Chocolate linked to lower risk for heart condition AFib

Eating a little chocolate regularly may lower the odds for a common and potentially dangerous heart condition called atrial fibrillation, or AFib, say Harvard researchers.

Past studies have linked eating cocoa products, such as dark chocolate, with cardiovascular benefits, but there hasn’t been a lot of research on chocolate and atrial fibrillation, an irregular heartbeat condition linked with a higher risk for stroke and heart failure, said study author Elizabeth Mostofsky, an epidemiology instructor at Harvard T.H. Chan School of Public Health. Some people with AFib describe the irregular heartbeat as feeling like a fluttering sensation.

Mostofsky and her colleagues analyzed a large Danish database of 55,502 men and women, combing through information on their dietary habits and health conditions recorded at the start of the Danish diet and cancer study. The scientists analyzed later health diagnoses, too, gleaned from a national patient database.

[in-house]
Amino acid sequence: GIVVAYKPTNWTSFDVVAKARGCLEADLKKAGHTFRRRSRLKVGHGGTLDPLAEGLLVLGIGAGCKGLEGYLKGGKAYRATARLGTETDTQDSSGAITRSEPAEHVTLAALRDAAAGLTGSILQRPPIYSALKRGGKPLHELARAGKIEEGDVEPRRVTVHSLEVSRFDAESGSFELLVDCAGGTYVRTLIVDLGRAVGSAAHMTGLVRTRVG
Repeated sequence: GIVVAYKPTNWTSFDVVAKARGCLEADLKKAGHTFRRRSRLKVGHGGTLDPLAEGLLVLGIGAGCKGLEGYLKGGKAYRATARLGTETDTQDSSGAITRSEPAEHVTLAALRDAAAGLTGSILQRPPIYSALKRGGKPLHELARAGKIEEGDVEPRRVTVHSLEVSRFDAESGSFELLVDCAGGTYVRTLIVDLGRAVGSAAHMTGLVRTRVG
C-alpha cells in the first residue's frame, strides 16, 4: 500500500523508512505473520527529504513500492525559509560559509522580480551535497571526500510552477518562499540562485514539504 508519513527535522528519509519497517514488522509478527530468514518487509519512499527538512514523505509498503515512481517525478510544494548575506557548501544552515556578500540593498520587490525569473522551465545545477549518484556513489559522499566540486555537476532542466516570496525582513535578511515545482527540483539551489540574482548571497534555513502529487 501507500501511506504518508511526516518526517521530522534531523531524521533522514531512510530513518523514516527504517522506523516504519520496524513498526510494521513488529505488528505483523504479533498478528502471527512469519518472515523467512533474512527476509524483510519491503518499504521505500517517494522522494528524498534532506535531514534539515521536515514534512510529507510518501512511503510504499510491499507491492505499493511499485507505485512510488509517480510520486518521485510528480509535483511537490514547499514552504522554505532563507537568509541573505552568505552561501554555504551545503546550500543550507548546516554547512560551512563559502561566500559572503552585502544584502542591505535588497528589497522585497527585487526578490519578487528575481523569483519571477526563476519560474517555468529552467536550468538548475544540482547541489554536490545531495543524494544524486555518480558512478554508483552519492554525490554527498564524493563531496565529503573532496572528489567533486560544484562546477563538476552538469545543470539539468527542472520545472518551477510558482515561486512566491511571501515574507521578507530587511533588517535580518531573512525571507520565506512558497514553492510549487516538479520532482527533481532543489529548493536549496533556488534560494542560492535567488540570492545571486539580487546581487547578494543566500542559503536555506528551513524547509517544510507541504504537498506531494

The authors found 3,346 cases of atrial fibrillation were diagnosed during the 13.5 years following the study’s start.

When they looked at chocolate eating habits, they found that atrial fibrillation risk was:

10 percent lower for people who ate 1 to 3 servings per month

17 percent lower for people who ate 1 serving per week

20 percent lower for people who ate 2 to 6 servings per week

16 percent lower for people who ate one or more serving per day

A serving size was equal to one ounce – about 3 or 4 squares of chocolate. The data was similar for men and women, the authors noted.

The new findings are exciting, said Mostofsky, because there is very little research on atrial fibrillation and lifestyle factors….

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